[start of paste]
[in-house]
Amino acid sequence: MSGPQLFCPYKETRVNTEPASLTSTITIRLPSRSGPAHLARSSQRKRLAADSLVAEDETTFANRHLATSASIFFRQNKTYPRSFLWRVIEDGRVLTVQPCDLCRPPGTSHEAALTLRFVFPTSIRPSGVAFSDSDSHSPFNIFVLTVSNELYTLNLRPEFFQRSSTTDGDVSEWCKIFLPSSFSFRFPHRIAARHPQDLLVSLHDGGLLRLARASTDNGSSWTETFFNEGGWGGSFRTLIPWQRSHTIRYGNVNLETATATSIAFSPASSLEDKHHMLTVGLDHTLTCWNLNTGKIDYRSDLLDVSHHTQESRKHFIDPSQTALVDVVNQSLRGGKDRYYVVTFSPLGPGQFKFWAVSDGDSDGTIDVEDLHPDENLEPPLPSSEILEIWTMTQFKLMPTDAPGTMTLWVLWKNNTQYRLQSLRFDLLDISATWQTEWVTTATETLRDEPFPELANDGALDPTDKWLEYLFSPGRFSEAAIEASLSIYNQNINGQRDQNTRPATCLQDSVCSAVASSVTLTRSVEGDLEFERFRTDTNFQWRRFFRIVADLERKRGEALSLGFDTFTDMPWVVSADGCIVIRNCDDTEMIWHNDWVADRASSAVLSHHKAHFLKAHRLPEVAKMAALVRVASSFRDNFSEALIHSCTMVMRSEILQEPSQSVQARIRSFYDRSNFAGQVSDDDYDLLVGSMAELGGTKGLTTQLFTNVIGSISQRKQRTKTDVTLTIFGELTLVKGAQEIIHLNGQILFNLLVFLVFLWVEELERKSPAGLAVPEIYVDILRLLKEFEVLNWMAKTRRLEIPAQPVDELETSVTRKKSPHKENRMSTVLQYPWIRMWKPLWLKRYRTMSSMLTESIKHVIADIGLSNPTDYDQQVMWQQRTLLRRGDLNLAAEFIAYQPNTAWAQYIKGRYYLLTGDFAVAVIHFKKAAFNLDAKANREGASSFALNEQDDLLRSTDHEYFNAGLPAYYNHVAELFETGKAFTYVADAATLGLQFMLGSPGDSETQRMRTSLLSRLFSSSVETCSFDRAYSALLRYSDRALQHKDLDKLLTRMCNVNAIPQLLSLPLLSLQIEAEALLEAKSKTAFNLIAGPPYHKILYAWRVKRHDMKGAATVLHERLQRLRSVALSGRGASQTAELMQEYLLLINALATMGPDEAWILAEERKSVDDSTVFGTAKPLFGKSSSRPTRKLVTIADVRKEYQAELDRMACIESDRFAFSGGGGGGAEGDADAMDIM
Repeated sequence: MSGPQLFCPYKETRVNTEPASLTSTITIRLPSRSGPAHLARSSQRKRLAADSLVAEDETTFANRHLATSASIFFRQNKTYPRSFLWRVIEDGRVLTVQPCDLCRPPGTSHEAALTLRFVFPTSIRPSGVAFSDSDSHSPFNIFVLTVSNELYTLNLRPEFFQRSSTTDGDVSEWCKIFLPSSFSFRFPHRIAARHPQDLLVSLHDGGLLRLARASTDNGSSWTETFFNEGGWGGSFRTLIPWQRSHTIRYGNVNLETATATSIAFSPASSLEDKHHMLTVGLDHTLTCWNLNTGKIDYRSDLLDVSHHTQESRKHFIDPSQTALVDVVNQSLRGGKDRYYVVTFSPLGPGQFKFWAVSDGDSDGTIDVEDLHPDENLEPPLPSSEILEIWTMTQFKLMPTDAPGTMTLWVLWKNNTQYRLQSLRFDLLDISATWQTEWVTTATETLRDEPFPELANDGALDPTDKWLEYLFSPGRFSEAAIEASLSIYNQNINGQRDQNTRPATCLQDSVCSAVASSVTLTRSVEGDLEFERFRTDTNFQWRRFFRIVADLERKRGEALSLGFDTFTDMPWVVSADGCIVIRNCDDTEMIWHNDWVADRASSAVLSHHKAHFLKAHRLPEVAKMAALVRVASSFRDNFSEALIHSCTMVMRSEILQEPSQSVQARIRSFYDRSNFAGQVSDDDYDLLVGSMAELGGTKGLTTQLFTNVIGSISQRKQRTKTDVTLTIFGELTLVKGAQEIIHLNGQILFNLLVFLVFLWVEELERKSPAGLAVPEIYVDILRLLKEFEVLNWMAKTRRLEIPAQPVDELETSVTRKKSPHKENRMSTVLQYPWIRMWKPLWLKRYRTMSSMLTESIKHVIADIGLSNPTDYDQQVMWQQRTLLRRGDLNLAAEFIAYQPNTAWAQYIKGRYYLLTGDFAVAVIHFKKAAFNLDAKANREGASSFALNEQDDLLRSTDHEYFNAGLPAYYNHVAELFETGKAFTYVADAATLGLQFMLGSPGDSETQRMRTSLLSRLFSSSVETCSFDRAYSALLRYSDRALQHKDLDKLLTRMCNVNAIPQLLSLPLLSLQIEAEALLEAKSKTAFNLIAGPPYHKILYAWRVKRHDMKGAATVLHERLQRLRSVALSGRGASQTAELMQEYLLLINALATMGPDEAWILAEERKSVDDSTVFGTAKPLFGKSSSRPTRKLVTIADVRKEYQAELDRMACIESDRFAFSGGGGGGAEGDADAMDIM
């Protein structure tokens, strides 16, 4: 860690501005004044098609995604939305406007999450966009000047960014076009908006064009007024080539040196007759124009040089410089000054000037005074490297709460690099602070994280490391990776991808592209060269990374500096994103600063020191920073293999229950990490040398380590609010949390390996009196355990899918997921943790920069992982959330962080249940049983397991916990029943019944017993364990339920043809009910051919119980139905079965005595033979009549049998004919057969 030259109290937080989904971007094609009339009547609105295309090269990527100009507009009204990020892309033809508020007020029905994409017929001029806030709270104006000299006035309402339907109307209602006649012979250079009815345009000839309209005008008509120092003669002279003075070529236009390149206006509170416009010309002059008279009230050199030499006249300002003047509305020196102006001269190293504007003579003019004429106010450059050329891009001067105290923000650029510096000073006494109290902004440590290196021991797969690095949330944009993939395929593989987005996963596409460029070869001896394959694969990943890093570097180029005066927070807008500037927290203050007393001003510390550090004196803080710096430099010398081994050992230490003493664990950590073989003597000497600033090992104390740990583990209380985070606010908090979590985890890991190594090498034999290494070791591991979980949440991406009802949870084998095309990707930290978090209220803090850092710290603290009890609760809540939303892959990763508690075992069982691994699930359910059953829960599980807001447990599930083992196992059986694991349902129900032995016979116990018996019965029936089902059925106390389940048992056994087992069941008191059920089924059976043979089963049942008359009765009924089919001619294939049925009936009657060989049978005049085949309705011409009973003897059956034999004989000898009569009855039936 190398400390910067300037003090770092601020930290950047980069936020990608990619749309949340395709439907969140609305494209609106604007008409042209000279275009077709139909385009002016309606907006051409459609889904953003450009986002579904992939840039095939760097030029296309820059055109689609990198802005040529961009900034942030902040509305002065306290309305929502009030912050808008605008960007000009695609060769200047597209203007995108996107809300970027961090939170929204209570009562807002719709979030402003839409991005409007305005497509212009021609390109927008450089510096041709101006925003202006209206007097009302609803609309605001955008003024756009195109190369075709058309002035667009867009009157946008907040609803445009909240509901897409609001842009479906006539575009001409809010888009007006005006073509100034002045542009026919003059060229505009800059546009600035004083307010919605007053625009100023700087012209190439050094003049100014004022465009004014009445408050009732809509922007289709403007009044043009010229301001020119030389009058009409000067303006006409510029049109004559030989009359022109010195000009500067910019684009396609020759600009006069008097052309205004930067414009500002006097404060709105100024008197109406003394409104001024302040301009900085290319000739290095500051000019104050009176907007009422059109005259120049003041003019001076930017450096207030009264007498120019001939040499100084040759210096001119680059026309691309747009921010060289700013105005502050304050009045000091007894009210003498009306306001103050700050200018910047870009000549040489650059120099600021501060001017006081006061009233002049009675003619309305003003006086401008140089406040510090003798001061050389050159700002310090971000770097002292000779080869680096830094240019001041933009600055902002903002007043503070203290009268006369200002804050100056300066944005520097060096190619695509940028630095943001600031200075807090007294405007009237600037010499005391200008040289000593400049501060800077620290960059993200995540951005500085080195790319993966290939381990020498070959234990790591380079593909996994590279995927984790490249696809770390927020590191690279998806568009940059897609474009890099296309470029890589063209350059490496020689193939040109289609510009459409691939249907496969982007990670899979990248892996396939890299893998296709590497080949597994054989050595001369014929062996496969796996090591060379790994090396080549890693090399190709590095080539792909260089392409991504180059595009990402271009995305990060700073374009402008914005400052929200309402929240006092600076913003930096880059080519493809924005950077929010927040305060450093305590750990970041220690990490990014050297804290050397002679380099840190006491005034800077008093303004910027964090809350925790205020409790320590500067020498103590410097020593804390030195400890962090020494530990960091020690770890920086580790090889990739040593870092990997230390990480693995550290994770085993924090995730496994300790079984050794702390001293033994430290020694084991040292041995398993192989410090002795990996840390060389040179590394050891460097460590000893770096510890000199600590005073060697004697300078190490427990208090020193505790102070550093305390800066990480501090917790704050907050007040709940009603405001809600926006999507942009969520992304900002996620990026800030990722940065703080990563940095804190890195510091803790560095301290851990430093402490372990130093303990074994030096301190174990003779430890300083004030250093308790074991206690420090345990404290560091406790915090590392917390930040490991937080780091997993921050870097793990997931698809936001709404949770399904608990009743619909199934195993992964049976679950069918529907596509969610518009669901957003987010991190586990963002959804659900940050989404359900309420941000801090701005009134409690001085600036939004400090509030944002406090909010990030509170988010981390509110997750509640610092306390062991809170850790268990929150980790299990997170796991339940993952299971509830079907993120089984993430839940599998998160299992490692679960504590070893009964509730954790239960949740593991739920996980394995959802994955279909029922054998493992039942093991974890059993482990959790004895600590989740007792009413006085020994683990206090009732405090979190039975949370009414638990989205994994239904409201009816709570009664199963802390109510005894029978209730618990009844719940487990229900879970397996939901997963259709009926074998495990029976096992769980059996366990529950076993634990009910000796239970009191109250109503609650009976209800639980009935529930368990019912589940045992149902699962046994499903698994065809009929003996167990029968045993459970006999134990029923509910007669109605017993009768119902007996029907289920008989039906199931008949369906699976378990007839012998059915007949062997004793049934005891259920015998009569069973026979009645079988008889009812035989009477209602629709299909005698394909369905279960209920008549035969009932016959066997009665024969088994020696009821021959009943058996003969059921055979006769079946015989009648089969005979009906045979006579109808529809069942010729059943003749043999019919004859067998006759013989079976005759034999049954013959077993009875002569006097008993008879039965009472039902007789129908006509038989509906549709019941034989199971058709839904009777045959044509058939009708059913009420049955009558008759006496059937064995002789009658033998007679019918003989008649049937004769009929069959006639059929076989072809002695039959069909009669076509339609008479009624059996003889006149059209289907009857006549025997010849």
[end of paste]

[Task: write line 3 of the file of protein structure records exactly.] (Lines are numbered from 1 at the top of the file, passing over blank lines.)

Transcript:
Repeated sequence: MSGPQLFCPYKETRVNTEPASLTSTITIRLPSRSGPAHLARSSQRKRLAADSLVAEDETTFANRHLATSASIFFRQNKTYPRSFLWRVIEDGRVLTVQPCDLCRPPGTSHEAALTLRFVFPTSIRPSGVAFSDSDSHSPFNIFVLTVSNELYTLNLRPEFFQRSSTTDGDVSEWCKIFLPSSFSFRFPHRIAARHPQDLLVSLHDGGLLRLARASTDNGSSWTETFFNEGGWGGSFRTLIPWQRSHTIRYGNVNLETATATSIAFSPASSLEDKHHMLTVGLDHTLTCWNLNTGKIDYRSDLLDVSHHTQESRKHFIDPSQTALVDVVNQSLRGGKDRYYVVTFSPLGPGQFKFWAVSDGDSDGTIDVEDLHPDENLEPPLPSSEILEIWTMTQFKLMPTDAPGTMTLWVLWKNNTQYRLQSLRFDLLDISATWQTEWVTTATETLRDEPFPELANDGALDPTDKWLEYLFSPGRFSEAAIEASLSIYNQNINGQRDQNTRPATCLQDSVCSAVASSVTLTRSVEGDLEFERFRTDTNFQWRRFFRIVADLERKRGEALSLGFDTFTDMPWVVSADGCIVIRNCDDTEMIWHNDWVADRASSAVLSHHKAHFLKAHRLPEVAKMAALVRVASSFRDNFSEALIHSCTMVMRSEILQEPSQSVQARIRSFYDRSNFAGQVSDDDYDLLVGSMAELGGTKGLTTQLFTNVIGSISQRKQRTKTDVTLTIFGELTLVKGAQEIIHLNGQILFNLLVFLVFLWVEELERKSPAGLAVPEIYVDILRLLKEFEVLNWMAKTRRLEIPAQPVDELETSVTRKKSPHKENRMSTVLQYPWIRMWKPLWLKRYRTMSSMLTESIKHVIADIGLSNPTDYDQQVMWQQRTLLRRGDLNLAAEFIAYQPNTAWAQYIKGRYYLLTGDFAVAVIHFKKAAFNLDAKANREGASSFALNEQDDLLRSTDHEYFNAGLPAYYNHVAELFETGKAFTYVADAATLGLQFMLGSPGDSETQRMRTSLLSRLFSSSVETCSFDRAYSALLRYSDRALQHKDLDKLLTRMCNVNAIPQLLSLPLLSLQIEAEALLEAKSKTAFNLIAGPPYHKILYAWRVKRHDMKGAATVLHERLQRLRSVALSGRGASQTAELMQEYLLLINALATMGPDEAWILAEERKSVDDSTVFGTAKPLFGKSSSRPTRKLVTIADVRKEYQAELDRMACIESDRFAFSGGGGGGAEGDADAMDIM